Methodologies: A deaf lens
During a workshop led by Professor Adrian Blackledge, Translanguaging and the Body, it was clear that we were able to easily recognize and analyze various data sets because of our lived experience of visuality and multimodal languaging. Adrian showed a short film clip of a brief interaction that included a communication “break-down” between two participants at a service counter in a public library. Amandine recognized the meaning of one of the participants’ gestures, contributing to new insight for the group. As deaf researchers, our experience with visual communication modalities allowed for new insights into data analysis.
We found the workshop on visual methodologies especially thought-provoking. We had already used some of the approaches to data collection, e.g. collecting drawings from deaf people, but this workshop pulled all of the threads together. One of the things we found most interesting was the use of drawings to map the movement of people in a given space, such as the preference for a certain door over others, and drawing/mapping as a way of eliciting data, such as asking people to draw a map of a space that’s important for them, to get insight in how people perceive and experience these spaces. These methodologies are especially useful for MobileDeaf as we study mobility and how deaf people move through spaces, as well as use spaces and the things available in those spaces as a part of their communicative repertoire.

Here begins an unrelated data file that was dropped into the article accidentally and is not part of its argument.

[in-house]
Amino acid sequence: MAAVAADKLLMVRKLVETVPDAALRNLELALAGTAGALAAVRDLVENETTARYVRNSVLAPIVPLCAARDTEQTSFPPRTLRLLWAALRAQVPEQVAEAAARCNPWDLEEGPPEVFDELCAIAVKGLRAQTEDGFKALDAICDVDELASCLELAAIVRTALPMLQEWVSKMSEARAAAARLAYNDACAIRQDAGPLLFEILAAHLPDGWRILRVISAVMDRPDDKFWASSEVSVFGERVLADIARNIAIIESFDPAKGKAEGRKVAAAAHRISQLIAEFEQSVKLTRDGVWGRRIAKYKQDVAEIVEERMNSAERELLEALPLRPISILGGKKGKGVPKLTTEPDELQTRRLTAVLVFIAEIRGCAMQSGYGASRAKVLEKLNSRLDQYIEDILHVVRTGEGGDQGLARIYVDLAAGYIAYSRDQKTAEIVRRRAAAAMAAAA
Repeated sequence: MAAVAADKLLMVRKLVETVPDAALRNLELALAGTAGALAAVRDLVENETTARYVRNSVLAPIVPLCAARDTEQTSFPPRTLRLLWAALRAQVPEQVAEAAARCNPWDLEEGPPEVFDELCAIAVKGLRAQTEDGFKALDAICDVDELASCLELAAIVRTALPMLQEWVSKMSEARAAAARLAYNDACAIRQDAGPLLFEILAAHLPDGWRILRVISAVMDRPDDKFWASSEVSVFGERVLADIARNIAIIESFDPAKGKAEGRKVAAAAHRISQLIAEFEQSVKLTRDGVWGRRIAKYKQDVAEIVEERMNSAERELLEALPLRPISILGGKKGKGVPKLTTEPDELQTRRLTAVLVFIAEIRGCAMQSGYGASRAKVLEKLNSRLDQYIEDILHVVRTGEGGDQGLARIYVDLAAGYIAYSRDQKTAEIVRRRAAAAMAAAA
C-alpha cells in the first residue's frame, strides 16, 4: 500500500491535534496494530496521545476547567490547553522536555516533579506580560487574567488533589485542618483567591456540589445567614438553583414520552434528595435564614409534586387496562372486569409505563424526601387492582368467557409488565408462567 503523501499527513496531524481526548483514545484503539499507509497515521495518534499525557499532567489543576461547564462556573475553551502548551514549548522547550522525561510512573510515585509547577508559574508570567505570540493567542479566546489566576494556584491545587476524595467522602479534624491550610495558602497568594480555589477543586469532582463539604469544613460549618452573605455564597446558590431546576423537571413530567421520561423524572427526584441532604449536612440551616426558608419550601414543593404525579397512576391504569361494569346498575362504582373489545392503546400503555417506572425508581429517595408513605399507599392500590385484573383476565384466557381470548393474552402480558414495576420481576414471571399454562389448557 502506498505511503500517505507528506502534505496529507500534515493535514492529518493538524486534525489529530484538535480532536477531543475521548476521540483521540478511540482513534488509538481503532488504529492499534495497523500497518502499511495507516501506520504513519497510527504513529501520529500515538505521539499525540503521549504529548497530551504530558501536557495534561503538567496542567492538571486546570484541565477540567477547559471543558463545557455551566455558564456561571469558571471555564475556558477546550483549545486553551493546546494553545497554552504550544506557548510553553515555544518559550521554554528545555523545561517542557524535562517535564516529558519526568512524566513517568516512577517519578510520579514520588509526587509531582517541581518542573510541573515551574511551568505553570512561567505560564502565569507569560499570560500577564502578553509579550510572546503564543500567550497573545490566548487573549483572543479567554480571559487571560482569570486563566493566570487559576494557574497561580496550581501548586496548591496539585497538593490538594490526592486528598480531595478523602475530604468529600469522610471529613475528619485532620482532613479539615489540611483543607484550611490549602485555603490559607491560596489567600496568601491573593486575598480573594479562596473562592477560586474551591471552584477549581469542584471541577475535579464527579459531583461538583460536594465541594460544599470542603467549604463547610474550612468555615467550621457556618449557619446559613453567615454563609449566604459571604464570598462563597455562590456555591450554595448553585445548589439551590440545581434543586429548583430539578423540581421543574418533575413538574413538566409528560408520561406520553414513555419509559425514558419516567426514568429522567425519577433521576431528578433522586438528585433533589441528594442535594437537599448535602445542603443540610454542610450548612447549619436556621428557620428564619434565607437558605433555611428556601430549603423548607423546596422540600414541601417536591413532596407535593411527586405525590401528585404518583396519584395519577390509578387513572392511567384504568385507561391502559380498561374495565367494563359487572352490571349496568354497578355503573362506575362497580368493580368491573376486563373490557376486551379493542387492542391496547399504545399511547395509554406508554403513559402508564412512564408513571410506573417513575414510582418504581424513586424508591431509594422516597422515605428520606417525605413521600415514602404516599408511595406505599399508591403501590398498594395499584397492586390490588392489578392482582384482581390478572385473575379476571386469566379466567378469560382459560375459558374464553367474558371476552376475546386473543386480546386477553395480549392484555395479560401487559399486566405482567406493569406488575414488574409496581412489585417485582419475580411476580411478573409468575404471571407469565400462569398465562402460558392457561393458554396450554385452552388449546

We were inspired by this summer school and returned to Edinburgh with new ideas for our individual projects. The knowledge we gained from this course and the interactions with our colleagues gave us resources we will use as a team as we move forward with our research.